"how much??"
This is becoming something of a habit with restaurants and no doubt quite a profitable one.
It got me thinking that we actually can pay more for water than petrol! How strange is this? I am sure most of us would be more than satisfied with water from the tap. It is after all chlorinated and has helped reduce the instances of tooth decay in the community very significantly over the years since its introduction.
The infrastructure for delivery of tap water is well and truly in place, whereas the production/distribution of bottled water is most definitely using finite resources … typically PET bottles which can be a derivative of fossil fuel.
The transportation costs are high, the labelling and closures are energy-sapping and of course the cost of displaying in the various retail outlets incurs electricity on-costs etc. Also not forgetting the proper disposal of the empty bottles … more energy usage to collect and regrade into usable pellets for use in making recycled items such as park benches. An attempt to balance the growing usage?
So why are we consuming copious quantities of bottled water? In the restaurant case referred to above, the water was in fact from Italy for heaven’s sake! Add the transportation costs for that and maybe it helps explain the exhorbitant restaurant price?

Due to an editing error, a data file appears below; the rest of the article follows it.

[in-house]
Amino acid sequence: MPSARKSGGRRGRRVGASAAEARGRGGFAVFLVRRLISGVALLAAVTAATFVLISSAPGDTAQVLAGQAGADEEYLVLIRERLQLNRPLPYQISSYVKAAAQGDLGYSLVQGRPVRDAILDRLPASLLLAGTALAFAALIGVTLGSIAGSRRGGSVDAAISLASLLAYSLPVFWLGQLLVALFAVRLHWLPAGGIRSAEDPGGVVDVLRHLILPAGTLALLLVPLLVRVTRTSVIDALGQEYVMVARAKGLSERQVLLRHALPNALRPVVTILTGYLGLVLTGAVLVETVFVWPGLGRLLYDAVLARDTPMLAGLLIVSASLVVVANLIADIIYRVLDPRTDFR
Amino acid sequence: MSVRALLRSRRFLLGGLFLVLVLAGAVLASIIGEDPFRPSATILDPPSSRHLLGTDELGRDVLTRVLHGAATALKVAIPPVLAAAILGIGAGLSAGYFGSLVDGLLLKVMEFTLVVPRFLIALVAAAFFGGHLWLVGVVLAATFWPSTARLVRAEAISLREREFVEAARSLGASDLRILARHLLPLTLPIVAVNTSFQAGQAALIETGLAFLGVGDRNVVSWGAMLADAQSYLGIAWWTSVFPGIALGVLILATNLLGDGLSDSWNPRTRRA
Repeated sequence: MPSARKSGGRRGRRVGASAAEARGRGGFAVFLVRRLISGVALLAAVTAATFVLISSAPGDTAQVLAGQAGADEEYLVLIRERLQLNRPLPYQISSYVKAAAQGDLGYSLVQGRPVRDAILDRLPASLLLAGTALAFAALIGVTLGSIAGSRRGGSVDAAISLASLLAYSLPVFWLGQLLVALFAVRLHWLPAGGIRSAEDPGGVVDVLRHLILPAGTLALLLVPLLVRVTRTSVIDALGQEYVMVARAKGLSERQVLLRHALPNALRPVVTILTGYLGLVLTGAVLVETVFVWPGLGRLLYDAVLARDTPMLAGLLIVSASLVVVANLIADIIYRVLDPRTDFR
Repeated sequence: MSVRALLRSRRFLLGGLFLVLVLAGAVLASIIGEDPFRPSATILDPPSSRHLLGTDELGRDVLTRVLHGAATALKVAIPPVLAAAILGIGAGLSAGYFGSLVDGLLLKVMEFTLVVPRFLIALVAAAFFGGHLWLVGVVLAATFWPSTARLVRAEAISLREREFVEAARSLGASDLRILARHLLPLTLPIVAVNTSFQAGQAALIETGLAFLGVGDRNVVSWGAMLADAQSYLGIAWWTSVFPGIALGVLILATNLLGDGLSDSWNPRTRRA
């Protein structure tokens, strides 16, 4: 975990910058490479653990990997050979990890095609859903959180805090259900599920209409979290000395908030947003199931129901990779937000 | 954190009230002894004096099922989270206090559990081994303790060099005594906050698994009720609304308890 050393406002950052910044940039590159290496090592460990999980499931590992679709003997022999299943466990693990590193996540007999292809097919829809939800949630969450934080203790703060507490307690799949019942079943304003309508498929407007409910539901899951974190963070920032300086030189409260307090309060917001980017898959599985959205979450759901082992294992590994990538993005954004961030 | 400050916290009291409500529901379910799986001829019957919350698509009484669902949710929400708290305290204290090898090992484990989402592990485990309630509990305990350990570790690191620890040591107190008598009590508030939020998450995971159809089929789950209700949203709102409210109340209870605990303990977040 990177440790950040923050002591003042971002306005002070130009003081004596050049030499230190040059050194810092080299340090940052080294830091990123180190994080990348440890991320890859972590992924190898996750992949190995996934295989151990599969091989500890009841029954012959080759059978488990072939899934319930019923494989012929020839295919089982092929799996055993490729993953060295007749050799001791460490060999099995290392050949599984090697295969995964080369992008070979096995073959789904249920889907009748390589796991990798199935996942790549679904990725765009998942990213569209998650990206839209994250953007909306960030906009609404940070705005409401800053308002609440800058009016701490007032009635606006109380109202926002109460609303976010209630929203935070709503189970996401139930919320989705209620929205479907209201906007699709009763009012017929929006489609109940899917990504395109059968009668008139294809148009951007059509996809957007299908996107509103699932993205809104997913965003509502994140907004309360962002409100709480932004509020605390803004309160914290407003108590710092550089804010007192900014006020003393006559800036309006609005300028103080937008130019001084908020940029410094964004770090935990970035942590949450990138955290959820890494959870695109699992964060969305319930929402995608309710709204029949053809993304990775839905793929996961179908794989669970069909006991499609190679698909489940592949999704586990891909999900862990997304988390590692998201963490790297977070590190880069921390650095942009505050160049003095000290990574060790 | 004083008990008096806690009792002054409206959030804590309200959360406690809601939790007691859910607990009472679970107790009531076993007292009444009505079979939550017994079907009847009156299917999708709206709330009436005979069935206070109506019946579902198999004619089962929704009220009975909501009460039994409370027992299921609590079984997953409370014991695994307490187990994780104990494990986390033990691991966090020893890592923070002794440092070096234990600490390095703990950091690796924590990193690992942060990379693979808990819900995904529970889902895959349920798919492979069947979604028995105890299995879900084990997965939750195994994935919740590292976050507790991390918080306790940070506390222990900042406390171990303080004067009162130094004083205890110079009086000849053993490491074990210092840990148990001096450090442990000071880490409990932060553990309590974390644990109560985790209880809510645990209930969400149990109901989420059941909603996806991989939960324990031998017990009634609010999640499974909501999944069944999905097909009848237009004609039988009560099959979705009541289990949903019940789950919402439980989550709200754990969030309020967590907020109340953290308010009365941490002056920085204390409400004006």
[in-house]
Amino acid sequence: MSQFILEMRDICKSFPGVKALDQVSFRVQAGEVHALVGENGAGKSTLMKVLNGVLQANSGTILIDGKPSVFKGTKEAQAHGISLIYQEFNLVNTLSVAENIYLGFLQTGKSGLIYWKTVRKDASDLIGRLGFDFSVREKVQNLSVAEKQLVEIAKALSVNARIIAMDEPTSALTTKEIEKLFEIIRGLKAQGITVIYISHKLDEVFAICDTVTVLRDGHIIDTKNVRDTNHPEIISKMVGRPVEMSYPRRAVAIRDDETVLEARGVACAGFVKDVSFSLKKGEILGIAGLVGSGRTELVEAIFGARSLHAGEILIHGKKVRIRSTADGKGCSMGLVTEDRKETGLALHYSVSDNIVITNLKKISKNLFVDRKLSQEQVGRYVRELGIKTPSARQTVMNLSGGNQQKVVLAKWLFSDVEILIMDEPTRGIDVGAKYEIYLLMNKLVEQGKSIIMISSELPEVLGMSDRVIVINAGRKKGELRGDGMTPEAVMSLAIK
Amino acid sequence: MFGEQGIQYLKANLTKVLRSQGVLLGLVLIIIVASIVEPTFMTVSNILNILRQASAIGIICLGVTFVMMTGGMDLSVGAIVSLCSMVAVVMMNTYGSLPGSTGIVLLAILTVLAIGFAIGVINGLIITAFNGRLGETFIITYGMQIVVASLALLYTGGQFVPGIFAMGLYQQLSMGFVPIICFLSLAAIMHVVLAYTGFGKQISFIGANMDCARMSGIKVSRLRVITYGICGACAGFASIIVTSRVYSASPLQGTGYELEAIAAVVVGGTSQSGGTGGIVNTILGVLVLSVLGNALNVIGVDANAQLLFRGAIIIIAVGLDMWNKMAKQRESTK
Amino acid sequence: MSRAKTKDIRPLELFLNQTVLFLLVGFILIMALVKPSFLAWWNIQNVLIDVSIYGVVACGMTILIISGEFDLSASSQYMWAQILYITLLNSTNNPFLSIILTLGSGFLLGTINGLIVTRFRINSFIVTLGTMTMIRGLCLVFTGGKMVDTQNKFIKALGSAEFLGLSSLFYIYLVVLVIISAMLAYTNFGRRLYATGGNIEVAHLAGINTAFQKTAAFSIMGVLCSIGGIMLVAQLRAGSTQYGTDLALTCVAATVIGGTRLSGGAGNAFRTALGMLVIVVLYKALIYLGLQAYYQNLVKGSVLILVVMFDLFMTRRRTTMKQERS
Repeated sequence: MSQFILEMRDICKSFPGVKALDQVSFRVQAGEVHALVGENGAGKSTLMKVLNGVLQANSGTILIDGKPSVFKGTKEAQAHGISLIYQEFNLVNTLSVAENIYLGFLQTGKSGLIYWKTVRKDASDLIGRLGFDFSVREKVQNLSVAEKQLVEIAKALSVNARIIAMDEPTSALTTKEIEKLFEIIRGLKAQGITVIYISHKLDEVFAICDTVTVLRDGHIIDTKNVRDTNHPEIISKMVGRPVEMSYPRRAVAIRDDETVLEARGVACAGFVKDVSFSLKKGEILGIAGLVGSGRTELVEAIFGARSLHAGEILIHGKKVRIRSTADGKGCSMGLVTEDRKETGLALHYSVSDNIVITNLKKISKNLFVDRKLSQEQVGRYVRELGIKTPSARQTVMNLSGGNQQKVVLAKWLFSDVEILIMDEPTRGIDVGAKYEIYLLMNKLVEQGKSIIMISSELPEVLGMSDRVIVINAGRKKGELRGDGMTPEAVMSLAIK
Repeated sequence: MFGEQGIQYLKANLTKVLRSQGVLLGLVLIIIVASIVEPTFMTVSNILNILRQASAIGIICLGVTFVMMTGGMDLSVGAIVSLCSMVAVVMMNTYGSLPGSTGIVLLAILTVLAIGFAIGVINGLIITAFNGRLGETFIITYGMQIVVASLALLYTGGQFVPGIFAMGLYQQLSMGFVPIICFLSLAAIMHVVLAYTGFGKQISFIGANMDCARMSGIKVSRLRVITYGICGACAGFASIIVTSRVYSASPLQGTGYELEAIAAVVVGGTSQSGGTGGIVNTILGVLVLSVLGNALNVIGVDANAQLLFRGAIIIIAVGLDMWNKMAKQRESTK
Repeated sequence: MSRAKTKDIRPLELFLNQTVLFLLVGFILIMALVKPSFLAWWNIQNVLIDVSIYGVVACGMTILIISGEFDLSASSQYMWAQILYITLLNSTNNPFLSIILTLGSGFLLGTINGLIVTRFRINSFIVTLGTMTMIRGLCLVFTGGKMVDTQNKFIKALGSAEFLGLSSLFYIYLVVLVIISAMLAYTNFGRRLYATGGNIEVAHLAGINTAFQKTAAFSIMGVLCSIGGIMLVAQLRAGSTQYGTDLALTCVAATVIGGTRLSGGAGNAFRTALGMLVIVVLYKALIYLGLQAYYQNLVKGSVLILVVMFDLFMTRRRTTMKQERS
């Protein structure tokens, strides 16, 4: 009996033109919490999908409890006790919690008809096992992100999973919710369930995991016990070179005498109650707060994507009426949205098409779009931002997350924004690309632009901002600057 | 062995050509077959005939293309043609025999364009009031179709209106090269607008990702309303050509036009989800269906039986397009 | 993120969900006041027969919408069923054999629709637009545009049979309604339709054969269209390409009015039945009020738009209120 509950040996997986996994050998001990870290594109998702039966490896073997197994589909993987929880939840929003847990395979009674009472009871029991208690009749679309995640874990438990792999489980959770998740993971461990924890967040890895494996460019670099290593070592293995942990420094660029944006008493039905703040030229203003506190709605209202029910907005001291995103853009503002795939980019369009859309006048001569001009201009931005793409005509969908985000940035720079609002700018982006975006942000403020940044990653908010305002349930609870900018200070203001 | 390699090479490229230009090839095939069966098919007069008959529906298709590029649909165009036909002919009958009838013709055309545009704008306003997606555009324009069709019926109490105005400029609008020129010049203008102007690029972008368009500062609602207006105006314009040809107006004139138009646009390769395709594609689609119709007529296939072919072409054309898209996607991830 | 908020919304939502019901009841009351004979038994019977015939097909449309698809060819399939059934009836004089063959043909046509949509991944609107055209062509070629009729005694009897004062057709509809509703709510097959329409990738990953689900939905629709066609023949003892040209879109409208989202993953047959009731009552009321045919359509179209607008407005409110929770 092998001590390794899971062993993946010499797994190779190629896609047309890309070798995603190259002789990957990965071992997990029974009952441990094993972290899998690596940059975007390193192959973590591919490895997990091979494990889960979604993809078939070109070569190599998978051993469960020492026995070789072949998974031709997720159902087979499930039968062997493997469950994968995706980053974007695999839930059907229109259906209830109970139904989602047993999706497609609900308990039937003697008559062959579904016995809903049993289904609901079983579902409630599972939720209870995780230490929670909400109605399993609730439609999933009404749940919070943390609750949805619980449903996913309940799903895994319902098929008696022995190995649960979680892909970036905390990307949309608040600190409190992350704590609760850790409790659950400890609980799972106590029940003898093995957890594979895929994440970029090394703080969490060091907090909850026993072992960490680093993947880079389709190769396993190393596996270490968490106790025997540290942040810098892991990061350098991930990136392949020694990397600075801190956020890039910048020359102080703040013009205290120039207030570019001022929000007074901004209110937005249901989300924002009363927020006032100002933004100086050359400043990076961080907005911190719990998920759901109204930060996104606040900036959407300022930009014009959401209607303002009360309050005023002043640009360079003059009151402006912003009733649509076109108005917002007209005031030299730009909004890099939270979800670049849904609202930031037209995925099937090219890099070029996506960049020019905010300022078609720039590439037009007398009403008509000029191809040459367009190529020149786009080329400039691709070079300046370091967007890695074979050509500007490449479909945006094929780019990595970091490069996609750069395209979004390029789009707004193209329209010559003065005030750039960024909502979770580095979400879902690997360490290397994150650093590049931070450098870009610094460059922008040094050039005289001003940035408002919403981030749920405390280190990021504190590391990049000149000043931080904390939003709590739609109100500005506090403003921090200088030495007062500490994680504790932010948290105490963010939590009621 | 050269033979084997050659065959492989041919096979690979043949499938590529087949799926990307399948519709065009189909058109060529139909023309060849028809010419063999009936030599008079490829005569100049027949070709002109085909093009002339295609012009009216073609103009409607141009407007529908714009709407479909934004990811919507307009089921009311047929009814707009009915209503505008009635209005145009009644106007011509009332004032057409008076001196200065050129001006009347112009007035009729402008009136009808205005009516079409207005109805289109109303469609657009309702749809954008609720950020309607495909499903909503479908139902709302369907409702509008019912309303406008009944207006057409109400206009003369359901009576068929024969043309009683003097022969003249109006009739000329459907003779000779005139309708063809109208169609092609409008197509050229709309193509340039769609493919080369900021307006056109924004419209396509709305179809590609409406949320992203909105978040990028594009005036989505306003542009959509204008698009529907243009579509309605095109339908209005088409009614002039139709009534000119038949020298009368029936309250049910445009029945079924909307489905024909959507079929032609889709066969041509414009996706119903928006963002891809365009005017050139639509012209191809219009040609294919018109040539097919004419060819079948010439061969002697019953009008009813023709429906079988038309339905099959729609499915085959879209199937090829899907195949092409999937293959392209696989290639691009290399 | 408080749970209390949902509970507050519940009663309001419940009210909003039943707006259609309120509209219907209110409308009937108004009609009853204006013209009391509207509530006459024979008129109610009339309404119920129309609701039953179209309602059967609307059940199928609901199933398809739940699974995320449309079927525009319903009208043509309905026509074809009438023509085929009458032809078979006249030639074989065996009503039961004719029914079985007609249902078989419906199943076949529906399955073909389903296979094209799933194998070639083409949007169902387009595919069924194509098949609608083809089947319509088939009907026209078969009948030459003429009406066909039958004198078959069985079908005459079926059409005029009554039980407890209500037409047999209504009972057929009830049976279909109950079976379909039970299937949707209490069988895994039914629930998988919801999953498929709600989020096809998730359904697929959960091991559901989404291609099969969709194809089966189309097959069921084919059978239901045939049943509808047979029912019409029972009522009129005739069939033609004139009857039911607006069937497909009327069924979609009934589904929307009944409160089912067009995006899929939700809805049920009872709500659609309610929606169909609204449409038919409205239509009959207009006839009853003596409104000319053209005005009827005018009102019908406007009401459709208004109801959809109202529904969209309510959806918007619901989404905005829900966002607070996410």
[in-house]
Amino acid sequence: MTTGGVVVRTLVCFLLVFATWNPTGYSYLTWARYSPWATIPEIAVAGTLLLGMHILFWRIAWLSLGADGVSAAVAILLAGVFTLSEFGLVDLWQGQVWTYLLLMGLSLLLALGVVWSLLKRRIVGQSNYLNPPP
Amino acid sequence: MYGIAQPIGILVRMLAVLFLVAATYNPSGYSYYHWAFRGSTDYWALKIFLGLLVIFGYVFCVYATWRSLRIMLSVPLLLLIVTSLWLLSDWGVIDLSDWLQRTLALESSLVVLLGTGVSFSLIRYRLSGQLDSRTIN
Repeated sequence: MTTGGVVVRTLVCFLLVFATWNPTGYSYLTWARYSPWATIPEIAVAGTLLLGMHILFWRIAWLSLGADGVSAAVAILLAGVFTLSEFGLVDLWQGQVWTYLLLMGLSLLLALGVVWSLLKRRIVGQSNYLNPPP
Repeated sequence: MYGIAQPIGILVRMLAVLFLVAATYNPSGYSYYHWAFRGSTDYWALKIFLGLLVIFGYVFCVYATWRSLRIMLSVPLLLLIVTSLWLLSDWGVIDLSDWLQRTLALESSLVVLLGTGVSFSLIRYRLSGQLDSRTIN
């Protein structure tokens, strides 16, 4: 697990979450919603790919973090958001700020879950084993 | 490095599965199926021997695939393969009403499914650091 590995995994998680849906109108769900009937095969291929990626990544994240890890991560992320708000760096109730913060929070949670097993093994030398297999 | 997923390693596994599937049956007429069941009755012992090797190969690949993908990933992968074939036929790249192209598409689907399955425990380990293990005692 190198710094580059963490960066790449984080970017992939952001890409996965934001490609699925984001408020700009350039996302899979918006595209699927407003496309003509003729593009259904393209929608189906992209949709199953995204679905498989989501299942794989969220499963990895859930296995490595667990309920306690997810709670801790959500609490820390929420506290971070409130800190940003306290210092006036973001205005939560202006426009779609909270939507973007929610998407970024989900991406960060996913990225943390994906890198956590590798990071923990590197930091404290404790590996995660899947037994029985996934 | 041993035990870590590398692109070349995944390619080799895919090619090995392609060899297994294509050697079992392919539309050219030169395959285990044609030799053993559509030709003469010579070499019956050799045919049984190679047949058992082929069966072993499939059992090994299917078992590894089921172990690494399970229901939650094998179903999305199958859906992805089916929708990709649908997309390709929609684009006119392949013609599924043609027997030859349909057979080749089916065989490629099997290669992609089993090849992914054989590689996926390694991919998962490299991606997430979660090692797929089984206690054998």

Many consumers would not be aware that Australia’s most popular water drink is supplied by the company who own possibly the largest selling carbonated beverage in the country … Coke.
So why don’t we grasp reality and simply make sure we drink tap water rather than bottled and/or flavoured water?
I would welcome feedback on this, as it has me very grumpy and confused as to why we have this amazing scenario, which in many cases costs a packet across all measures … environmental and our hip pockets.
Till the next time

Thursday, June 23, 2011

a hilarious website and testament to 'news-speak': "Save the planet by consuming plastic"

 This is really hilarious: it is a website put up by the International Bottled Water Association to promote bottled water, going so far as to say that the industry is environmentally friendly. 

The video "every bottle counts" shows just how long a bow is being drawn here: the "green hero" drinks bottled water for its convenience, but then explains that she is willing to cart around a bag full of empties so she can recycle them at home. Smart thinking, right? At the end of her day she is carrying 6 little bottles in a trash bag, instead of her one, stylish, refillable bottle.